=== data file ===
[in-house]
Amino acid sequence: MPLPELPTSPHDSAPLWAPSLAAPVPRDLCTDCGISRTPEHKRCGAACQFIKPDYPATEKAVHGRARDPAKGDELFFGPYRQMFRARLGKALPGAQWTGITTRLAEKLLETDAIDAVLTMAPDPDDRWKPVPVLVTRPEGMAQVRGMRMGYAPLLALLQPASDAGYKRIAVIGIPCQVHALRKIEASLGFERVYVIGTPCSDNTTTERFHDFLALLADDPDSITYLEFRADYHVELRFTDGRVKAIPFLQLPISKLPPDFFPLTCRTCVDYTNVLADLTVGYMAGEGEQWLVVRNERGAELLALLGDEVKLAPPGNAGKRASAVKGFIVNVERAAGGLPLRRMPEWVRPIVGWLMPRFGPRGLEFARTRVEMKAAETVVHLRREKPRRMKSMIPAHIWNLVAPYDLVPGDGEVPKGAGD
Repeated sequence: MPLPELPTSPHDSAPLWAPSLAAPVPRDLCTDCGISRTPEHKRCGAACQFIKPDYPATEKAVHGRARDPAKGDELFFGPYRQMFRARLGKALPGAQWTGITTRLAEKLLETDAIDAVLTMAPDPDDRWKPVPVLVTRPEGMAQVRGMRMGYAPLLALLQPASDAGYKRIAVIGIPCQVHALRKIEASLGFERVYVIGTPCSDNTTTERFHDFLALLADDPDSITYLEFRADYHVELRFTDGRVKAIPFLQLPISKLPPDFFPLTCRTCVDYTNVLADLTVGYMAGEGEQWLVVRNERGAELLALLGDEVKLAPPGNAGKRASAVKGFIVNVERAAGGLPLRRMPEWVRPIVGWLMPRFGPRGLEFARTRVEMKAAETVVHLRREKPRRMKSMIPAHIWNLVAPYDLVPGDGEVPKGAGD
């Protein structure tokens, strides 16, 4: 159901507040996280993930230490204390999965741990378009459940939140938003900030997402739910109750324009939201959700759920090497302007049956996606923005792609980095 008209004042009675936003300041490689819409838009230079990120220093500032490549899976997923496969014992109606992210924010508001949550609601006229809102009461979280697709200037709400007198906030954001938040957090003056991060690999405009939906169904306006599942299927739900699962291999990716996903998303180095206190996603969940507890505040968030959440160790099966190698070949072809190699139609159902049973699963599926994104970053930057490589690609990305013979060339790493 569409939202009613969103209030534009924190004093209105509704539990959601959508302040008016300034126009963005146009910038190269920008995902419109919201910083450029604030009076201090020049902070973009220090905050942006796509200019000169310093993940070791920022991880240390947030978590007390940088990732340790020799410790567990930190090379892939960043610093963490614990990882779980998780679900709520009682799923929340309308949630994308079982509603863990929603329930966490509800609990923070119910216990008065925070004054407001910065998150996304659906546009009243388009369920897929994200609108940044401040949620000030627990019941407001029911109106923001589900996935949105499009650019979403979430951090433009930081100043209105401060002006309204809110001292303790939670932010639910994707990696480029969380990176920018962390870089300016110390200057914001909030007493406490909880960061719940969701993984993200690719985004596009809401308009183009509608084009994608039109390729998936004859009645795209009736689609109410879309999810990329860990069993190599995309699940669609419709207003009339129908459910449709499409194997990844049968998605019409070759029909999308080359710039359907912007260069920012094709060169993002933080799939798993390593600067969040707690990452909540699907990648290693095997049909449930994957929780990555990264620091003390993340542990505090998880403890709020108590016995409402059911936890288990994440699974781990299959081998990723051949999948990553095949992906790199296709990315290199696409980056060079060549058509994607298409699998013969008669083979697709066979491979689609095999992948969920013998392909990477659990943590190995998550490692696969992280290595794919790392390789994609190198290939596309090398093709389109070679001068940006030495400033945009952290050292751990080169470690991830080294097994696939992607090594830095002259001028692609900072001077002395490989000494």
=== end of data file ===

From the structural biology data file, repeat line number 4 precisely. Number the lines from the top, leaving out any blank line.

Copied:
């Protein structure tokens, strides 16, 4: 159901507040996280993930230490204390999965741990378009459940939140938003900030997402739910109750324009939201959700759920090497302007049956996606923005792609980095 008209004042009675936003300041490689819409838009230079990120220093500032490549899976997923496969014992109606992210924010508001949550609601006229809102009461979280697709200037709400007198906030954001938040957090003056991060690999405009939906169904306006599942299927739900699962291999990716996903998303180095206190996603969940507890505040968030959440160790099966190698070949072809190699139609159902049973699963599926994104970053930057490589690609990305013979060339790493 569409939202009613969103209030534009924190004093209105509704539990959601959508302040008016300034126009963005146009910038190269920008995902419109919201910083450029604030009076201090020049902070973009220090905050942006796509200019000169310093993940070791920022991880240390947030978590007390940088990732340790020799410790567990930190090379892939960043610093963490614990990882779980998780679900709520009682799923929340309308949630994308079982509603863990929603329930966490509800609990923070119910216990008065925070004054407001910065998150996304659906546009009243388009369920897929994200609108940044401040949620000030627990019941407001029911109106923001589900996935949105499009650019979403979430951090433009930081100043209105401060002006309204809110001292303790939670932010639910994707990696480029969380990176920018962390870089300016110390200057914001909030007493406490909880960061719940969701993984993200690719985004596009809401308009183009509608084009994608039109390729998936004859009645795209009736689609109410879309999810990329860990069993190599995309699940669609419709207003009339129908459910449709499409194997990844049968998605019409070759029909999308080359710039359907912007260069920012094709060169993002933080799939798993390593600067969040707690990452909540699907990648290693095997049909449930994957929780990555990264620091003390993340542990505090998880403890709020108590016995409402059911936890288990994440699974781990299959081998990723051949999948990553095949992906790199296709990315290199696409980056060079060549058509994607298409699998013969008669083979697709066979491979689609095999992948969920013998392909990477659990943590190995998550490692696969992280290595794919790392390789994609190198290939596309090398093709389109070679001068940006030495400033945009952290050292751990080169470690991830080294097994696939992607090594830095002259001028692609900072001077002395490989000494």